Superficially, that’s true. But Dune isn’t playing for a happy ending. In Lord of the Rings or even the darkest Star Wars movies (Empire, Sith) there’s always a pretty bit shiny light at the end of the tunnel. Dune isn’t like that. Yes, a 10-year-old can certainly probably handle some of the violence (parents, use your own discretion) but the themes of this film are not the happy-go-lucky themes of Star Wars or Tolkien. Toward the end of this movie, Paul Atreides is forced to kill someone he basically likes in order to keep him and his mother safe. The ethics of Dune are not black and white. This is not a good versus evil tale, and the story of Paul Atreides is not the story of Rey, Luke Skywalker, Frodo, or Batman. It’s dark and strange and has multiple messages, some of which contradict each other.

TLDR: Dune is morally complex and visually frightening. It’s a thrilling movie for adults who are interested in an adult science fiction epic, but it’s not designed for family viewing if you have young kids.

So, gonna watch Dune with your kids anyway…

Let’s say you still want your 8-year-old to watch Dune with you because you love the books and you want your kid to be introduced to great literature in the form of a huge blockbuster that you can stream on HBO Max. You want to make your kid into a reader, and because Dune: Part One ends on a cliffhanger, you can tell your kid that the rest of the movie exists in the back end of the book. This is true, by the way: the movie covers up until about page 500 in the book. After it ends, you can literally read from page 500 onward, and you’ll get the rest of the story.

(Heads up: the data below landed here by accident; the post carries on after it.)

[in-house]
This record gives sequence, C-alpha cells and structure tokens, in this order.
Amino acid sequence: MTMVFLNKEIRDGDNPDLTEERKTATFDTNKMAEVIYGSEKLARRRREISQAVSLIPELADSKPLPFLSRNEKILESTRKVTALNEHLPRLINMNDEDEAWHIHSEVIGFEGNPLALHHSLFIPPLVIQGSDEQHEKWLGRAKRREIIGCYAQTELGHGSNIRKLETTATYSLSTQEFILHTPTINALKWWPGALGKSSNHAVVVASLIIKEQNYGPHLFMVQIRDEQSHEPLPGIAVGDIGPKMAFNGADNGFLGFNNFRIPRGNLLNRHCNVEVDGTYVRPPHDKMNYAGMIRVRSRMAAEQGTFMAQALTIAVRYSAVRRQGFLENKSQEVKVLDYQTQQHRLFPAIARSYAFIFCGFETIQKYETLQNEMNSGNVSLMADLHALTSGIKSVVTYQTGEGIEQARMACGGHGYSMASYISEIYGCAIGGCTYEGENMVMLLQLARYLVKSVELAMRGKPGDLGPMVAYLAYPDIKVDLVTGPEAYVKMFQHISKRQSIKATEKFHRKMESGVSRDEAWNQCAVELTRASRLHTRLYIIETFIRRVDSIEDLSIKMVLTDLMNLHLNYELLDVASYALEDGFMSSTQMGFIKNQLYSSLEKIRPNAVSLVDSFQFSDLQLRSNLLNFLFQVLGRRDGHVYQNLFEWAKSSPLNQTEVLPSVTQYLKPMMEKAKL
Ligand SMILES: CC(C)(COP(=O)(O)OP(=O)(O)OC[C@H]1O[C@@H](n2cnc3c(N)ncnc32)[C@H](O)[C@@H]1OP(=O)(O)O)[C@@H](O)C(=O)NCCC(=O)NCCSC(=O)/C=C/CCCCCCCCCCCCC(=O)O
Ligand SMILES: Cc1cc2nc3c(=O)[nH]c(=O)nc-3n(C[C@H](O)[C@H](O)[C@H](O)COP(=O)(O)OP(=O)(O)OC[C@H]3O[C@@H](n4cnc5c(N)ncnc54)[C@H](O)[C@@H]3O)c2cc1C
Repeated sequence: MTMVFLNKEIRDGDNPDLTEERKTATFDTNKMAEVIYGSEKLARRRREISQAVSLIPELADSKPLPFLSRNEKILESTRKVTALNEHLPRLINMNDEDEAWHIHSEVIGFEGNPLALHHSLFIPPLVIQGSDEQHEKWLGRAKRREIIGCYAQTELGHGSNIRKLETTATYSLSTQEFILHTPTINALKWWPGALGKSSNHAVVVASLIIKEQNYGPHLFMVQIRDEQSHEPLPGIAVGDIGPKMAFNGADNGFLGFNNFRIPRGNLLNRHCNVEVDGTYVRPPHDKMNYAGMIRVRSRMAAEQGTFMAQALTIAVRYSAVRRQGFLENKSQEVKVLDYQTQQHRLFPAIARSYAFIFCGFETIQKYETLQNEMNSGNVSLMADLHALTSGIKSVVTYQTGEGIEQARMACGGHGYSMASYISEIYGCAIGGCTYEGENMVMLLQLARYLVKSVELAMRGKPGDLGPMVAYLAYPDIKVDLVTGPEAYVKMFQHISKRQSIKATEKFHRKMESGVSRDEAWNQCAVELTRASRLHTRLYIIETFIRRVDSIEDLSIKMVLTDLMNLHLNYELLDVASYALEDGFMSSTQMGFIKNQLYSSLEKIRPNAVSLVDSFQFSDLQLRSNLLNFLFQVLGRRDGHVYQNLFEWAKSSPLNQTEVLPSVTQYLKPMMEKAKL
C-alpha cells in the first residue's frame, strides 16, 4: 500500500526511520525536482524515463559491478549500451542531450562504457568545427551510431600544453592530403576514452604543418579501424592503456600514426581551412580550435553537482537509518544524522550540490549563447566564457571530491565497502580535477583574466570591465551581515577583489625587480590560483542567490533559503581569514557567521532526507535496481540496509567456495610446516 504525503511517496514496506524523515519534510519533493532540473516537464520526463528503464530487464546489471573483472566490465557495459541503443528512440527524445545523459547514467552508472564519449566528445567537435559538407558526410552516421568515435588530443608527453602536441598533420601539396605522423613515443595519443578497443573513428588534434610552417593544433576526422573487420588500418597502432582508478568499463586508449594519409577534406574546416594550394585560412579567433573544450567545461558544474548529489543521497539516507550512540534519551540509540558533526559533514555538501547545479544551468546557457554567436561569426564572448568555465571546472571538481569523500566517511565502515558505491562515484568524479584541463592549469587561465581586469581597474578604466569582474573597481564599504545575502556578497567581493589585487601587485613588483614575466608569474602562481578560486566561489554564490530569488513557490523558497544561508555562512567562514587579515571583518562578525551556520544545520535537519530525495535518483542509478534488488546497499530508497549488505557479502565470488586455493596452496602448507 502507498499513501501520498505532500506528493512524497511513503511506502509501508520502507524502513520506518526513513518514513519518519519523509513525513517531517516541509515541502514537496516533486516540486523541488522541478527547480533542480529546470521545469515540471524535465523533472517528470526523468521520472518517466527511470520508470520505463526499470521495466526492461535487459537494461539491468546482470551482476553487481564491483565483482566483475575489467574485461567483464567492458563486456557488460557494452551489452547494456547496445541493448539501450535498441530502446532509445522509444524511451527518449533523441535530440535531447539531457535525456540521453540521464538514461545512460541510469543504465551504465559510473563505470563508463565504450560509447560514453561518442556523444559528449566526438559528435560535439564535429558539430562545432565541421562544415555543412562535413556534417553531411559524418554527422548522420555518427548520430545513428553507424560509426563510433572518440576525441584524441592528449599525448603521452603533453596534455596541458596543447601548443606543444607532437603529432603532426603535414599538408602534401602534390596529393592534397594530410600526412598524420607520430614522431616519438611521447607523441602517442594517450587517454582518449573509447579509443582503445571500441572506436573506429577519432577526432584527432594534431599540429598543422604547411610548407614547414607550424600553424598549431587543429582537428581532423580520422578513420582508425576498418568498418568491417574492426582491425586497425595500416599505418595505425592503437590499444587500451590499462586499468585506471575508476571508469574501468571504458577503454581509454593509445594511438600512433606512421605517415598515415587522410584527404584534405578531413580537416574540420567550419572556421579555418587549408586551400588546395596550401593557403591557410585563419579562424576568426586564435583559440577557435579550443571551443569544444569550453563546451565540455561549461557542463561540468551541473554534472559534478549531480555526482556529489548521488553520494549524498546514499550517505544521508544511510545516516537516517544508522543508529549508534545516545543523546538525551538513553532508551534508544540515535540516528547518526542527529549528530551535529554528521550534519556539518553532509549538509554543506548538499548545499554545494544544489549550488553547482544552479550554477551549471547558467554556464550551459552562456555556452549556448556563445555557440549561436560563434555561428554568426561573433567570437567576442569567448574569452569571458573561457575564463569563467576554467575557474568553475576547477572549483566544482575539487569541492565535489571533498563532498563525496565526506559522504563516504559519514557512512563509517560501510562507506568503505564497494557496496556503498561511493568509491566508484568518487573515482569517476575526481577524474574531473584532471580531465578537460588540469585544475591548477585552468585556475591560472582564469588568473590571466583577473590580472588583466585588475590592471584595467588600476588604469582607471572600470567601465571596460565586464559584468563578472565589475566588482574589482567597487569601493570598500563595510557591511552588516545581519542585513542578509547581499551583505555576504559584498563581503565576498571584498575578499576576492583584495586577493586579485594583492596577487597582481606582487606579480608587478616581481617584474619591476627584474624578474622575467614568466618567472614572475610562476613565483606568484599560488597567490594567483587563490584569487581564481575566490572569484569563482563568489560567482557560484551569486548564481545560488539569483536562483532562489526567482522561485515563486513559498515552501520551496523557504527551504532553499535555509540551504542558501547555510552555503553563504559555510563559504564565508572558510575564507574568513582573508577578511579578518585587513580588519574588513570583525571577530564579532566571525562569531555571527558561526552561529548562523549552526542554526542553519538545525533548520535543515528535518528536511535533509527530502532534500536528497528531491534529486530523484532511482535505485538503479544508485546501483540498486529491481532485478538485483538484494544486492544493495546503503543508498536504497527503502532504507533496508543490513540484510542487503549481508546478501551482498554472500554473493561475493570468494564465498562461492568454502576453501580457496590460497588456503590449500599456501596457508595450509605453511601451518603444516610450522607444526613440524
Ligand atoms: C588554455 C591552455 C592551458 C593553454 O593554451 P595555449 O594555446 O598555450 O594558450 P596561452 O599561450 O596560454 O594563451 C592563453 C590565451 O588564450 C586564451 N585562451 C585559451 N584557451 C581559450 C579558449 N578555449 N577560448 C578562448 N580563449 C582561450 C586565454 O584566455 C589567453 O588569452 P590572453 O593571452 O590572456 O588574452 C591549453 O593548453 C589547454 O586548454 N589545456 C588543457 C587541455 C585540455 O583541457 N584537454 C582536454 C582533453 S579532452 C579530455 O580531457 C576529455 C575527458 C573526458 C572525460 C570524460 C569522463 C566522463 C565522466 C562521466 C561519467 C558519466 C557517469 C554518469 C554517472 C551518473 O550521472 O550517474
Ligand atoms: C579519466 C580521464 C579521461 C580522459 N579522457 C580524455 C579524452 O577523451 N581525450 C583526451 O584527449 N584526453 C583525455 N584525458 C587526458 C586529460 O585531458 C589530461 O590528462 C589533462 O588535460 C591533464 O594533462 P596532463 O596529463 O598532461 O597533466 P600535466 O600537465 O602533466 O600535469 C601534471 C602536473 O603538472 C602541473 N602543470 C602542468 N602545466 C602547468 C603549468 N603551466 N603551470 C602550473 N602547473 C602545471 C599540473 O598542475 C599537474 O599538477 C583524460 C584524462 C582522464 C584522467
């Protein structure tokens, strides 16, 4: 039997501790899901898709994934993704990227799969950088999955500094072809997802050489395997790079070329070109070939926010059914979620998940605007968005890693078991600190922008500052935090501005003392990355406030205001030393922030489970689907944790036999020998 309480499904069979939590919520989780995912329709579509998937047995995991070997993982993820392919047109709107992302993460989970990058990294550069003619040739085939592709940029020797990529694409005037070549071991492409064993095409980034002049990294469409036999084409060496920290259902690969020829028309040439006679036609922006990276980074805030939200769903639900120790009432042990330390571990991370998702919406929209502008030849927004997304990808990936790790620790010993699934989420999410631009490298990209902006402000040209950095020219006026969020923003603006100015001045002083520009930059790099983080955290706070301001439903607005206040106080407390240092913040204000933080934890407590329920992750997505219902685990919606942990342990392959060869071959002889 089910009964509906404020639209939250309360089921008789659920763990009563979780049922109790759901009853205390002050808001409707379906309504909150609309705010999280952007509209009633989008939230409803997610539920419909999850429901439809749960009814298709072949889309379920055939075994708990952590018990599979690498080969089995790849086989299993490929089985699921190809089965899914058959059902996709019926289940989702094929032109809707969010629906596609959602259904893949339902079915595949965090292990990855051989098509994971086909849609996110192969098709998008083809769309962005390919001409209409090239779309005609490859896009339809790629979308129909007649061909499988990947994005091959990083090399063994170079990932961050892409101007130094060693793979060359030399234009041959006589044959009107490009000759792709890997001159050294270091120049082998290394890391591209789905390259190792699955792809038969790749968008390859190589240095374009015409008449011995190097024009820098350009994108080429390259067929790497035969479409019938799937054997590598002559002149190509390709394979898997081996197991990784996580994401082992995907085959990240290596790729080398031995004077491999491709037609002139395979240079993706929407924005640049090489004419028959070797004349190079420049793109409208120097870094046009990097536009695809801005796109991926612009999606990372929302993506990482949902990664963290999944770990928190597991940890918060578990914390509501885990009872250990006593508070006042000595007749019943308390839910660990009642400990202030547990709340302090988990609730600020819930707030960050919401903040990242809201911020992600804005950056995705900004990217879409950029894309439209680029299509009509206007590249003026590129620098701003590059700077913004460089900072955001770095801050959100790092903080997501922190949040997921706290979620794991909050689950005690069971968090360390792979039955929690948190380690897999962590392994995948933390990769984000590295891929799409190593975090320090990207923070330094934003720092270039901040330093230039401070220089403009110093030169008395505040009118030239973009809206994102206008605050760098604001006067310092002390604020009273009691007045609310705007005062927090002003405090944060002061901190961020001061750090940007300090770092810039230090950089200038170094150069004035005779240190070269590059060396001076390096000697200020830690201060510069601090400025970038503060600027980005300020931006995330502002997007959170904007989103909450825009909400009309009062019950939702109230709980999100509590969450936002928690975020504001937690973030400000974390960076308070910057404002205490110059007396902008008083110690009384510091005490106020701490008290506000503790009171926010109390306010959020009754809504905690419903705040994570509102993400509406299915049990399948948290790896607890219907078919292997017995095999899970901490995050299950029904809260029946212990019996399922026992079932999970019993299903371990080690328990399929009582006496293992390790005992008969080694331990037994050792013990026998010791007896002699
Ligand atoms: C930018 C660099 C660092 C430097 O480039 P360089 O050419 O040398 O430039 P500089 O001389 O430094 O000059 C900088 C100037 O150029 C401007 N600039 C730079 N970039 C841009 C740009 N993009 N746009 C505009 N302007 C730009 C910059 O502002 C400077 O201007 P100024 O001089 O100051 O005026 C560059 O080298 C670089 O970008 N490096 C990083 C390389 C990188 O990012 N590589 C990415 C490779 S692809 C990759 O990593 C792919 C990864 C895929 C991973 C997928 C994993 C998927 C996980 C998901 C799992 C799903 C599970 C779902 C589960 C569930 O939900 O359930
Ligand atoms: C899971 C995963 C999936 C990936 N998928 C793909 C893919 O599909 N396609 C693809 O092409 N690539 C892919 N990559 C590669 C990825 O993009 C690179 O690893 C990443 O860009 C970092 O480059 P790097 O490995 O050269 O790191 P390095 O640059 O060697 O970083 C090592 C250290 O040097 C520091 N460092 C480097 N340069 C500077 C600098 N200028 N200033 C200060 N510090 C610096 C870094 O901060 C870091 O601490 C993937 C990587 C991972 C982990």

Anyway, wanting to get your young reader into Dune isn’t a bad thing. It’s an awesome story full of big ideas that can arguably make your kid into a smarter person. This is all well and good. But, if you’re still gonna let your non-tween child watch Dune, here’s one thing to remember: Imagine a version of Game of Thrones with less nudity and sex. That’s what Dune is. Instead of the dragons, you’ve got the sandworms (though you barely see them.) And instead of Jason Momoa being kind of evil, he’s good.

That said, Dune is not as funny as Star Wars or Game of Thrones. There are few moments of levity, but for the most part, this is a deadly serious movie. If you saw director Denis Villeneuve’s last film — Blade Runner 2049 — you’ll have a good idea of what to expect in tone.

Dune: Part One is a wonderfully intricate movie. If you love the books, you’ll find yourself punching the air in approval. Just keep in mind not every real child is Paul Atreides. They might not be ready for the realness of this sci-fi world. At least, not yet.

Dune: Part One is streaming on HBO Max and out in theaters as of October 22, 2021.